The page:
Wellness Pathway #224 Know Your Farmer

Who grows your food? Most of us have no idea. The food simply appears, like magic, at the grocery store and we have to trust that it has been grown or raised under safe conditions. Unfortunately, that trust is not always well-founded. Contamination sneaks into the system. In addition, artificial ingredients (including pesticides, fertilizers, preservatives, packaging, growth hormones, and genetic modifications) have become the rule rather than the exception.

In response to these and other problems, a movement emerged in Switzerland and Japan during the 1960s called Community Supported Agriculture (CSA). That movement came to the United States in the 1980s and is, today, widely available in many areas. The idea is simple: consumers interested in safe, locally grown and raised food join together in an economic partnership with farmers seeking stable markets for their crops and/or livestock.

In other words, it’s a small scale buying club. You sign up for the year, paying a flat fee in order to receive a weekly bag of groceries, during the growing season, of whatever happens to be ripe that week. You get fresh, organic produce while the farmer gets a guaranteed base income. In addition, most CSAs have specialty items available for purchase including eggs and, in some instances, meat.

CSAs are a win-win-win proposition. The consumer wins by getting affordable, high-quality food that is connected to the local growing cycle. It is a delight each week for my wife and I to discover what’s ready to harvest and eat. Surrounded by grocery-store abundance, we lose that natural rhythm. The farmer wins by getting a productive and profitable farm, in good and bad growing years. The farm wins by getting developed to its highest ecologic potentialTo learn more about Community Supportive Agriculture, and to find a farm near you, visit http://www.nal.usda.gov/afsic/csa/. It’s a great way to improve your health, support your community, and steward the land all at the same time. If you choose to volunteer at the farm (not a requirement), you can even get an exercise benefit out of the proposition.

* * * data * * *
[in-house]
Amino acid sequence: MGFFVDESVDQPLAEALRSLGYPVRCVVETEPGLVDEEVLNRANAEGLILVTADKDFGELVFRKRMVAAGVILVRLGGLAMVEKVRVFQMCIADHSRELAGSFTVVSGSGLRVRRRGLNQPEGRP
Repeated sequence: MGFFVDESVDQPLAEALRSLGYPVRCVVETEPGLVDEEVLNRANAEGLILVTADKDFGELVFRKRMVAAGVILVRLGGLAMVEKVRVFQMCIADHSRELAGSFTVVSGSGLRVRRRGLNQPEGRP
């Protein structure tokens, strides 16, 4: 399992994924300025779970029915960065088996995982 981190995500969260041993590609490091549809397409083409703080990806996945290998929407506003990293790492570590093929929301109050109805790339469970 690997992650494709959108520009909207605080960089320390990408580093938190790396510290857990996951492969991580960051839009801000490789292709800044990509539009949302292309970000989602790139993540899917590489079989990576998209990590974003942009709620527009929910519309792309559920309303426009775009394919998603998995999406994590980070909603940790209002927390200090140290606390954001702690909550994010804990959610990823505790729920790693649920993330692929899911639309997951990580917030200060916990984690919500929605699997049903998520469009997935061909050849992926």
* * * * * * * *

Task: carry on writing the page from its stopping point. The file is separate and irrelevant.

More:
Coaching Inquiries: Do you know the name of anyone who grows or raises the food you eat? How could you get more connected to the rhythm of life? How could you eat healthier food?

To reply to this Pathway, use our Feedback Form. To learn more about our Wellness Coaching programs and to arrange for a complimentary wellness coaching session, use our Contact Form or Email Bob.

May you be filled with goodness, peace, and joy.

Bob Tschannen-Moran

President, LifeTrek Coaching Internationalwww.LifeTrekCoaching.com
CEO & Co-Founder, Center for School Transformationwww.SchoolTransformation.com
2010-2011 President, International Association of Coachingwww.CertifiedCoach.org

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